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Thoughts On The Proposed Data Security And Breach Notification Act Of 2010

September 9, 2010

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Recently, a draft data breach bill "Data Security And Breach Notification Act Of 2010" has been proposed to the US Senate. The bill would amend the shortcomings of existing laws and require "covered entities" to increase security regarding personal information, monitor for vulnerabilities, mitigate such vulnerabilities and follow a more defined notification protocol should a breach occur. The draft keenly demonstrates the increased importance and understanding attached to information protection at the highest levels of power.

This bill, whether it passes or not, should signal to information security professionals the shape of things to come. Holistic protection requirements for all sensitive information will become a fact of life soon, running the spectrum of transaction data, stored data and data shared with third parties and partner organizations. Organizations should beware of solutions that only solve today's limited compliance mandates as, highlighted by this bill, the future of protection is far broader. Encryption, backed by strong key management, is an enduring tool which can see out the long term challenges.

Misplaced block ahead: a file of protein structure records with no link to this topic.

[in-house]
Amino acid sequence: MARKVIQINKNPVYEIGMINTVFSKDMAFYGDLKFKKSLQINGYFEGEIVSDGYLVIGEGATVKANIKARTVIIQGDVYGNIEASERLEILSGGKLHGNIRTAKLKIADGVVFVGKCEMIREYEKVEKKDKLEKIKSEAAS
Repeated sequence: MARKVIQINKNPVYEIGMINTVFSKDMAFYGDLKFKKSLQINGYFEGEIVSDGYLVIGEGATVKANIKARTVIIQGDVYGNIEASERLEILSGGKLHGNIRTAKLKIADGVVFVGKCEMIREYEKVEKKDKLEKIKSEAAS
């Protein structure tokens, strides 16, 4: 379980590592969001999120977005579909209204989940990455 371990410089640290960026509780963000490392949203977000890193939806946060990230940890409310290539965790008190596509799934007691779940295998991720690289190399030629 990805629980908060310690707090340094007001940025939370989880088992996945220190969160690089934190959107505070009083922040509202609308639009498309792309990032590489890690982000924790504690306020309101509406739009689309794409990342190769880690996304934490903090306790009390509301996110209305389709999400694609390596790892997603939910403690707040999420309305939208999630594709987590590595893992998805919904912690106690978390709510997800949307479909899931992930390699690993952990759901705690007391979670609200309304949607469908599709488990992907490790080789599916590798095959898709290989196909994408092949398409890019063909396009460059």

The proposed bill provides guidance on a broad range of personal information which is long overdue. Traditional definitions have focused on narrow and incomplete data sets such as only Social Security or credit card numbers. The addition of name and address information, and in particular the recognition that aggregation of information makes it more sensitive, is a positive step toward true privacy and away from check-box compliance. A person's telephone number might not be terribly confidential or dangerous on its own, but when combined with other information such as transaction history, full name or account details becomes a useful phishing tool.

As well as broadening the scope of personal information, the range of covered entities that will have to adhere to this bill is also larger than most existing requirements. By applying to everyone ranging from a sole trader through a corporation, the bill recognizes an inconvenient but important fact - in matters of data and privacy protection it doesn't matter how big you are - it's the value of the data that counts. And, more important than ever will be the security and encryption that an organization deploys to prevent breaches in the first place.

For more information on the bill, please visit